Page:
I’m having my yearly run-in with September allergies and accordingly have convinced myself no fewer than three times this week that I’ve lost my sense of smell and have been stricken with that-which-shall-not-be-named. It’s like the recurring dream that I had in high school, where it was opening night for a play and I’d forgotten to memorize my lines, except that I’m awake and instead of fearing a lack of preparedness, I’m fearing a real-life pandemic and its continued ability to wreak absolute havoc.
I took the last week off from this work. I deleted Twitter from my phone. I went days without opening Instagram. I didn’t glance at my email inbox. James was recovering from a minor but slightly less-than-straightforward surgery and so with three kids buckled into the back of the old station wagon we now call ours, I barreled up to Vermont for a quick hit of cousins and cows and lily ponds. It was glorious and exhausting.
James is back on campus this week for the first time since February 2020. He returned to a time capsule covered in a layer of fine dust. On the wall above his desk he found print-outs of a newly minted three-year-old and a kindergartener just learning to ride a two-wheeler and no pictures at all of the baby who hadn’t been born and is now marching herself into daycare.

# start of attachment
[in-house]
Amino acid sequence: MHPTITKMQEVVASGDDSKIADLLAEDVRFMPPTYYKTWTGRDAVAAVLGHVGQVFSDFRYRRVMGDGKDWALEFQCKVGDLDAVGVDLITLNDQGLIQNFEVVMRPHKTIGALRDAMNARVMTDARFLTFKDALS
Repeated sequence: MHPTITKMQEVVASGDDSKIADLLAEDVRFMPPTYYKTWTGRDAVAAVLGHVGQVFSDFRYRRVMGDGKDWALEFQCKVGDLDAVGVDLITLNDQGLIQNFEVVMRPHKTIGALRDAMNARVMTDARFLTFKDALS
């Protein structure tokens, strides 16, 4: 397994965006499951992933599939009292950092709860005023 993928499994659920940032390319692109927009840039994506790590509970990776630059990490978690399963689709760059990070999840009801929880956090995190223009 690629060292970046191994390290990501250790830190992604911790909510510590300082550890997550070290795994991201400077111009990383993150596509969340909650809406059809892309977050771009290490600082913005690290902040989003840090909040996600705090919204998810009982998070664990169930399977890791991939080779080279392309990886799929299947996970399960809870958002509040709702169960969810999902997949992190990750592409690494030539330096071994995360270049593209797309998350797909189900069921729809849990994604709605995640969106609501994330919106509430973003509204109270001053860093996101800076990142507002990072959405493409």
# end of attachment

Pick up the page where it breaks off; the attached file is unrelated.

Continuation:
Next week Faye starts second grade. Her primary fear is not finding a pair of sneakers to satisfy her various requirements for wear. My primary fear is a school year marked with the same chaos and confusion we struggled through last year. We’re starting things off with a missing water bottle and a lunchbox still in Vermont and everyone wearing an unruly selection of ill-fitting shoes, stinky from sweat and summer, but I’ve decided to take it all as a good omen. What we’re lacking in newness, we’re making up for with familiarity. We’re finding comfort in September’s skies; bright blue and cleared from overbearing humidity; comfort in Monarch butterfly sightings and honey bees hovering around September trash cans; comfort in bike rides before dinner. We have notes from new teachers and classroom supply lists and eventually, I trust, we’ll get those pencils sharpened and those laces tied.
How about you?